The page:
Did you know that there are consultants consulting on how to become a consultant? The competition to get employed at BCG, Bain or McKinsey is murderous so the applicants who prepare ahead of the interview obviously have the upper hand. This book aims to prepare the hopeful jobseekers for the interviewing process. Victor Cheng should be well situated to guide the postulant consultant as he’s a former McKinsey interviewer himself and today operates the site caseinterview.com with a similar purpose Did you know that there are consultants consulting on how to become a consultant? The competition to get employed at BCG, Bain or McKinsey is murderous so the applicants who prepare ahead of the interview obviously have the upper hand. This book aims to prepare the hopeful jobseekers for the interviewing process. Victor Cheng should be well situated to guide the postulant consultant as he’s a former McKinsey interviewer himself and today operates the site caseinterview.com with a similar purpose to the book. In preparing the readers for the very specific case interviews that most management consultants use Cheng in effect uses two tracks. Firstly, he tries to make the reader think and behave like a consultant. If he does, the interviewer will feel that this guy is ready to start generating revenues from the beginning. Secondly, the author goes through the various interview types that are used at the big consultancy firms. These are also the ingredients of the book. Half of it presents the analytical process of management consulting and the toolbox that is used. Cheng discusses problem-solving tools like stating an early hypothesis, drilling down correctly structured, mutually exclusive and collectively exhaustive issue trees to try to falsify the hypothesis and end with an – often-modified – hypothesis on a solution and finally shows how to effectively present the synthesis of what you’ve concluded. Cheng further presents some frameworks such as a numerical model analyzing the various components of profits and a more qualitative checklist to assess a company’s business situation. In effect two models crucial to analyzing business problems. The other half of the book is a run through of the many interview types, interview sub topics etc. that the major management consultants use – all with explanations why they are relevant for the prospective employer. Here a second purpose of the book emerges and that is to get the readers to use the author’s web-based pre-interview training camp. To be fair though, when I browse at the site most of the material – but not all – is free as long as you register. I’ve never applied to one of the large management consultants, but I’ve worked with a fair amount of their employees and in my experience the toolbox described is spot on. This is exactly how they work and think. The applicant who assimilates the process of the book will mentally be halfway to becoming a consultant. As I think consultants at times are a bit one-track minded, I find it part impressive, part depressing that employees are molded into the same form and shape even before they apply, as only that shape will pass the test and the applicants all know this. The analytical process is highly reductionist, meaning all problems are routinely deconstructed into smaller parts to be solved. In Cheng’s own words “In consulting, linear thinking is highly valued. The creative thinker, who often sees nonobvious, nonlinear connections between very disparate ideas, is not valued very highly.” I totally understand that the firms want consistency and a high minimum level of performance from their employees, but it’s also a bit sad. This is a good book and it certainly delivers on its purpose. As a side comment though I think it could be “prettier”. For example, the pictures give a cheap feeling and are far in-between. If you devote an entire chapter to preparing the optimal power point presentation and the perfect power point slide, why not show a picture of an example? At times there is also a glimpse of the slightly juvenile notion of the consultant as a superman that is so prevalent within the craft. But don’t let this discourage you – if you plan to apply for a job at McKinsey, you should definitely buy Case Interview Secrets. All in all this book delivers, the understanding of the analytical process and the interview situation will both improve the chance of a prosperous – but linear – future at a major consultancy.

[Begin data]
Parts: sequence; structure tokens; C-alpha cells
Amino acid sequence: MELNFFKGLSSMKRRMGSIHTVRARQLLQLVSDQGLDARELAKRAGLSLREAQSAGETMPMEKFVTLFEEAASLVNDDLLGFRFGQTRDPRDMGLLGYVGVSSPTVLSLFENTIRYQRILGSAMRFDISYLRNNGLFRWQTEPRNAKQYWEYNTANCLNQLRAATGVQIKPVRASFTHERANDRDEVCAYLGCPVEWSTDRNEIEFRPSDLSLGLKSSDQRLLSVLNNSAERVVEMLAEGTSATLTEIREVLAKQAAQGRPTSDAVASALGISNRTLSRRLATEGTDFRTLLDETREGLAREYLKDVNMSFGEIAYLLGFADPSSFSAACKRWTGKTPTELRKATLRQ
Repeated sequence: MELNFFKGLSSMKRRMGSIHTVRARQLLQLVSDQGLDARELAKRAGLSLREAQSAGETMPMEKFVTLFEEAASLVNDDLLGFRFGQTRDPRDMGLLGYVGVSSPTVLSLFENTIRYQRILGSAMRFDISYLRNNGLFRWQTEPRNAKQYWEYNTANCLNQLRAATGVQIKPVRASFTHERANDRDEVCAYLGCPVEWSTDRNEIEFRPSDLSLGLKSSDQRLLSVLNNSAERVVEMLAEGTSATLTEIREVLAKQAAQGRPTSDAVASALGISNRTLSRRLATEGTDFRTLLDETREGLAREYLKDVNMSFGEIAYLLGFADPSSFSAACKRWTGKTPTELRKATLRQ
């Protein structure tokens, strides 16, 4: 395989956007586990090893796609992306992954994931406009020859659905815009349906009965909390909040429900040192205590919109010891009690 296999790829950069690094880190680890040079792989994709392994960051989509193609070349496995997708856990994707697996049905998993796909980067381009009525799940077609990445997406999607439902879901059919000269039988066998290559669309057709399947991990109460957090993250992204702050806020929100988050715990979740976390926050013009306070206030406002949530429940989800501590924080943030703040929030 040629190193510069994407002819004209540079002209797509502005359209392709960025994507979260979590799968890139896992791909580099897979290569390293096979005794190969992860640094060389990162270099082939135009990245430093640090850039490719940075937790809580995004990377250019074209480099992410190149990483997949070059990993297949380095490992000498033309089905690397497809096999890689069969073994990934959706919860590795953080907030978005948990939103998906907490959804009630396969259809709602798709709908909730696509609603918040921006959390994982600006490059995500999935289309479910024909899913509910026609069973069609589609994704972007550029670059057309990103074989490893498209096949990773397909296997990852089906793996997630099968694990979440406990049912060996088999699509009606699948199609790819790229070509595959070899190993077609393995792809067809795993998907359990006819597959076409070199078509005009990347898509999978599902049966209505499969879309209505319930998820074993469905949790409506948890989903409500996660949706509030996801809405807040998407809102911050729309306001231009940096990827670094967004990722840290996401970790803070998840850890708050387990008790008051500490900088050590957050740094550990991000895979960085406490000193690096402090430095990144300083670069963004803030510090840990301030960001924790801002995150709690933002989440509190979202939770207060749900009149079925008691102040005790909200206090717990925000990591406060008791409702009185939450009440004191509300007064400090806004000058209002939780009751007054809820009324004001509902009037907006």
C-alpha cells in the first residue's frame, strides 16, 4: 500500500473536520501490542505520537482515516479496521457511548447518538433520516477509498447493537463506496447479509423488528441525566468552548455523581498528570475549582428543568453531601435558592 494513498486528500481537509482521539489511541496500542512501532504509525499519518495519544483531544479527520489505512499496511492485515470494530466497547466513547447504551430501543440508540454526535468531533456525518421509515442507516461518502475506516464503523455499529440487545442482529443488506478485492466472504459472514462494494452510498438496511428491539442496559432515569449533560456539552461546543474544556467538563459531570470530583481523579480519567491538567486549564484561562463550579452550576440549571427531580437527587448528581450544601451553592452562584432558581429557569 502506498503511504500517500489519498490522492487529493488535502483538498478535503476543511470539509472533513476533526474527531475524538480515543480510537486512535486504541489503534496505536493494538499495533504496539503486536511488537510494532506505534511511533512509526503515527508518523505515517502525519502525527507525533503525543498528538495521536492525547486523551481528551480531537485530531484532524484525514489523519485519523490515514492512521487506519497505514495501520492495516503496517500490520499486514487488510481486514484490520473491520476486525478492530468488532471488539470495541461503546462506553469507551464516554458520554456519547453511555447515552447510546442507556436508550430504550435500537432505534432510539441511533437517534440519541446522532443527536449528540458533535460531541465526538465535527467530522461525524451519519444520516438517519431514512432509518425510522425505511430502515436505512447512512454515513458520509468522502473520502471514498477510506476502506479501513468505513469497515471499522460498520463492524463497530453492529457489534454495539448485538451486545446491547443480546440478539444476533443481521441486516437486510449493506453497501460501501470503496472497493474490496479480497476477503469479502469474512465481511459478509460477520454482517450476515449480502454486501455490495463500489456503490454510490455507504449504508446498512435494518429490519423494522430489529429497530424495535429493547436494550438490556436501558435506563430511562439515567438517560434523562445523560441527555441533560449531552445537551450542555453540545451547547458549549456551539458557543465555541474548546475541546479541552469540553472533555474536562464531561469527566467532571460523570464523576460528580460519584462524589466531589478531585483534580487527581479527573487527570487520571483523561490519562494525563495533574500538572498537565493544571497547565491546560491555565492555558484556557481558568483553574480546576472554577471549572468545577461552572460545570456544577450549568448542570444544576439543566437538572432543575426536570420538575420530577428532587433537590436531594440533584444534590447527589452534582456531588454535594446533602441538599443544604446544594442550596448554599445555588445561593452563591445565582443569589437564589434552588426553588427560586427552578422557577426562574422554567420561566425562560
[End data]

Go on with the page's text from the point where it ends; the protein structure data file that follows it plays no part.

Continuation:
16. 5 out of 5